1 Timothy 6:6-11 But godliness with contentment is great gain. For we brought nothing into the world, and we can take nothing out of it. But if we have food and clothing, we will be content with that. Those who want to get rich fall into temptation and a trap and into many foolish and harmful desires that plunge people into ruin and destruction. 10 For the love of money is a root of all kinds of evil. Some people, eager for money, have wandered from the faith and pierced themselves with many griefs. 11 But you, man of God, flee from all this, and pursue righteousness, godliness, faith, love, endurance and gentleness.

Desiring money seems good at first, but it always leads to harmful desires. I think I need a reality check every so-often because the whole Australian culture revolves around where you work and what you do on weekends. Do you work for a big company? Do you have a university degree? How much money do you make? How nice is your car? These questions don’t ask a more important question: who are you? For real, who are you deep down? If you had no job, education, money, or possessions, who would you be? Would anyone want to be around you?

While I was away I had a lot of time to think about these kinds of questions. Almost all tourist sites were shut down due to the virus, so there was plenty of time for deep thinking. I started to realise how selfish I am. I want a good education, job, and above all I really want to be seen as “successful”. I think my perspective is starting to change. I don’t need any of those things to be happy. I realised that when you don’t have possessions, the only reason people stay around you is because the love you for who you are. That is worth more than any amount of money or success. However, even more important than relationship with people, is my relationship with God. Am I close to our Father in heaven? Am I actively listening to the Holy Spirit?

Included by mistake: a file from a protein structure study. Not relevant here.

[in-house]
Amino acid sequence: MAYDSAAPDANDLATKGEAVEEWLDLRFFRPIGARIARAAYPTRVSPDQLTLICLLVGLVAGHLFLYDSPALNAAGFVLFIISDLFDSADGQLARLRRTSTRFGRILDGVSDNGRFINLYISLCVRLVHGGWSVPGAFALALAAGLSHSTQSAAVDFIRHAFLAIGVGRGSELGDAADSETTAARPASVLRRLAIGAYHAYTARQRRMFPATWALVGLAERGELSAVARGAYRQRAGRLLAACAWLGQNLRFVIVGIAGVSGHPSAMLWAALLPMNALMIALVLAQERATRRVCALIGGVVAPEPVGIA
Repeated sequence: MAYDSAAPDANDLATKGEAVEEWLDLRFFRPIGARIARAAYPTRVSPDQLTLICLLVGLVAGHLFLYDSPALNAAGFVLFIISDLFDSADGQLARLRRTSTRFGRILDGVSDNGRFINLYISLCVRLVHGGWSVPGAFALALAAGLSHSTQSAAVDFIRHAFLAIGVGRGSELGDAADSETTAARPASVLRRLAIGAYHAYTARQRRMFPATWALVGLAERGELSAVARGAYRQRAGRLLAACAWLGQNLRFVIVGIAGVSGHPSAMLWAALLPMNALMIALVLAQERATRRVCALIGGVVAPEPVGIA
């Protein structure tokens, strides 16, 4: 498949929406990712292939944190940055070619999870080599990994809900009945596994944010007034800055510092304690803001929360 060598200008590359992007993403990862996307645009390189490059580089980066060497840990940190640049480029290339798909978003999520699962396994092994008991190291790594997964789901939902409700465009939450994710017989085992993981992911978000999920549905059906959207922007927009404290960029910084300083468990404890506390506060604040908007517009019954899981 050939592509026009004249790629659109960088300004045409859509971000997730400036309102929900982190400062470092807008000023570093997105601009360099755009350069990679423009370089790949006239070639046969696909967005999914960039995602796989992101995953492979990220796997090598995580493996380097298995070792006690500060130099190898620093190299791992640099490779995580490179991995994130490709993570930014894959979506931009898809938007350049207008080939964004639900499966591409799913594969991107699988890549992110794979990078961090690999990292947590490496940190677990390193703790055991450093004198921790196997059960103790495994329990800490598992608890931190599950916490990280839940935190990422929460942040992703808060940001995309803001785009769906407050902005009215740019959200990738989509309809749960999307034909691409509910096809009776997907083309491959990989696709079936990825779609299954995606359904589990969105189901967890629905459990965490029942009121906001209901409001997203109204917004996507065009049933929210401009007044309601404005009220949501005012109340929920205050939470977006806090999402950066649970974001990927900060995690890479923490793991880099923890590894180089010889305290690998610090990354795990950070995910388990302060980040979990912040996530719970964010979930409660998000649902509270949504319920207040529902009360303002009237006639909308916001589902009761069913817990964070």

Now that I’ve seen another side of life, I want to go back there and help. Unfortunately, many Khmer pursue greed and desire to be rich like westerners. They don’t realise the trap it leads to and that they can have everything they need without money. All they need is Jesus. All I need is Jesus. With him I have everything, and without him I have nothing. To me this is clearer than ever, and I pray that by reading my story you see this just a little clearer too.

Living with Christ as the Foundation